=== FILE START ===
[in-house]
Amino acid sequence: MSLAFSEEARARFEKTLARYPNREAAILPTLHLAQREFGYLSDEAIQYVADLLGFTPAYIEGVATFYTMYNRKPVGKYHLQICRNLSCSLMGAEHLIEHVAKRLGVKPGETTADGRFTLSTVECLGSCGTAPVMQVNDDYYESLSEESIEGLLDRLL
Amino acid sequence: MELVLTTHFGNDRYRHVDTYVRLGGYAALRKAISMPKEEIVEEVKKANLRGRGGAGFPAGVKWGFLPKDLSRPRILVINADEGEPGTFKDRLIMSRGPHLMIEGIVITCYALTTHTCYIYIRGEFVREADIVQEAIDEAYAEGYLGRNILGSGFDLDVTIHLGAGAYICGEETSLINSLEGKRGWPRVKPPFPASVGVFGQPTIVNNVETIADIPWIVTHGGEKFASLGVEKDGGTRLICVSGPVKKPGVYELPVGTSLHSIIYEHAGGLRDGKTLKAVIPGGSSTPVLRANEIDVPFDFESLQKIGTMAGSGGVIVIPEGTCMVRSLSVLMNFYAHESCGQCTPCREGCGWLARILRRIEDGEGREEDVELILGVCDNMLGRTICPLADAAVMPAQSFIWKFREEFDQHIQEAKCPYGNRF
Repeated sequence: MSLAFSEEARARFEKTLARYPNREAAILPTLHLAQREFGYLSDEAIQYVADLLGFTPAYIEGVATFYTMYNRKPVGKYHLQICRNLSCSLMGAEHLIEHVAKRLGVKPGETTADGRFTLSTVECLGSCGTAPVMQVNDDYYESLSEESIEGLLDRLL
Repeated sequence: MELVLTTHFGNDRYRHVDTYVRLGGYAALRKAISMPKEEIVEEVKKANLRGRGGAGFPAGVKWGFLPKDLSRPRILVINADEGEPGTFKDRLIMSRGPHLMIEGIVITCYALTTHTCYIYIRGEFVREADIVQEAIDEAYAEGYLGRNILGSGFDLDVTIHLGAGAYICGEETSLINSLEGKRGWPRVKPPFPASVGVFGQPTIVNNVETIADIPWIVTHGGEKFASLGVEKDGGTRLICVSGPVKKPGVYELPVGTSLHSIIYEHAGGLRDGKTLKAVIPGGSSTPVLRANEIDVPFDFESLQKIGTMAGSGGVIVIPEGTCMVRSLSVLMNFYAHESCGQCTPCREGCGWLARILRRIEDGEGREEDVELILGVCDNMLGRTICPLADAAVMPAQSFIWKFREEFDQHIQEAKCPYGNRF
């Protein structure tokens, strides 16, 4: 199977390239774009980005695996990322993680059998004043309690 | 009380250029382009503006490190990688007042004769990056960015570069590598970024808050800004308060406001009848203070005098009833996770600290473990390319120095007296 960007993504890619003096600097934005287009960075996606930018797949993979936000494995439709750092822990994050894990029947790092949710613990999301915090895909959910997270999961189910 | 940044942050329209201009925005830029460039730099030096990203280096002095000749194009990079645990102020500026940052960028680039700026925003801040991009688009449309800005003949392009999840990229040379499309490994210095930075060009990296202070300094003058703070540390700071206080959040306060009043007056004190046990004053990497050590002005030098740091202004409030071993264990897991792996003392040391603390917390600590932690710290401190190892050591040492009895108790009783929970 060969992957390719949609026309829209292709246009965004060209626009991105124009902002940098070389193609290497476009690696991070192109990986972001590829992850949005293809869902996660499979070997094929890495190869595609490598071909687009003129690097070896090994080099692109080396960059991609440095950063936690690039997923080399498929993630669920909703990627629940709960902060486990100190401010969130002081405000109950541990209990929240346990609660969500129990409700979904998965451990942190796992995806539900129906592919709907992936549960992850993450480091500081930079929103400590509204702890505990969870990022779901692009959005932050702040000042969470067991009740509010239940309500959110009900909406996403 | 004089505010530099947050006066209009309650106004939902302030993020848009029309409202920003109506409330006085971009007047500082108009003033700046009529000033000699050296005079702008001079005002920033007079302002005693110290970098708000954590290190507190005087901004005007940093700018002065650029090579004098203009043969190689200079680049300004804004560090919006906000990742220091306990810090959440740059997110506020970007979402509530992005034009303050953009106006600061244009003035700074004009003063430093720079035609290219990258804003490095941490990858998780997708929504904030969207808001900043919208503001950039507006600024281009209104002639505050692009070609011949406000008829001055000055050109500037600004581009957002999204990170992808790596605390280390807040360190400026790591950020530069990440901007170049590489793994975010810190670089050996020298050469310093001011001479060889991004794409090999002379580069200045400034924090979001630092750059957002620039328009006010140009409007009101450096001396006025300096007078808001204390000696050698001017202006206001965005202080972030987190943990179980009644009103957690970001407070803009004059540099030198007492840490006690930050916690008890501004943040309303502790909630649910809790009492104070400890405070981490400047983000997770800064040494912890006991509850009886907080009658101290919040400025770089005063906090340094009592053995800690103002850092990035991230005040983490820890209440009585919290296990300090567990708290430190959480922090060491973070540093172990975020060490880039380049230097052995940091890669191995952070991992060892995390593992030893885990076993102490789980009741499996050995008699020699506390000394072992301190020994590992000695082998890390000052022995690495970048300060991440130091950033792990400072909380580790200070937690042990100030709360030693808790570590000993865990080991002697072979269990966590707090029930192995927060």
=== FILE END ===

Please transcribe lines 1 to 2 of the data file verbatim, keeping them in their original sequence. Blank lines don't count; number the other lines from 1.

[in-house]
Amino acid sequence: MSLAFSEEARARFEKTLARYPNREAAILPTLHLAQREFGYLSDEAIQYVADLLGFTPAYIEGVATFYTMYNRKPVGKYHLQICRNLSCSLMGAEHLIEHVAKRLGVKPGETTADGRFTLSTVECLGSCGTAPVMQVNDDYYESLSEESIEGLLDRLL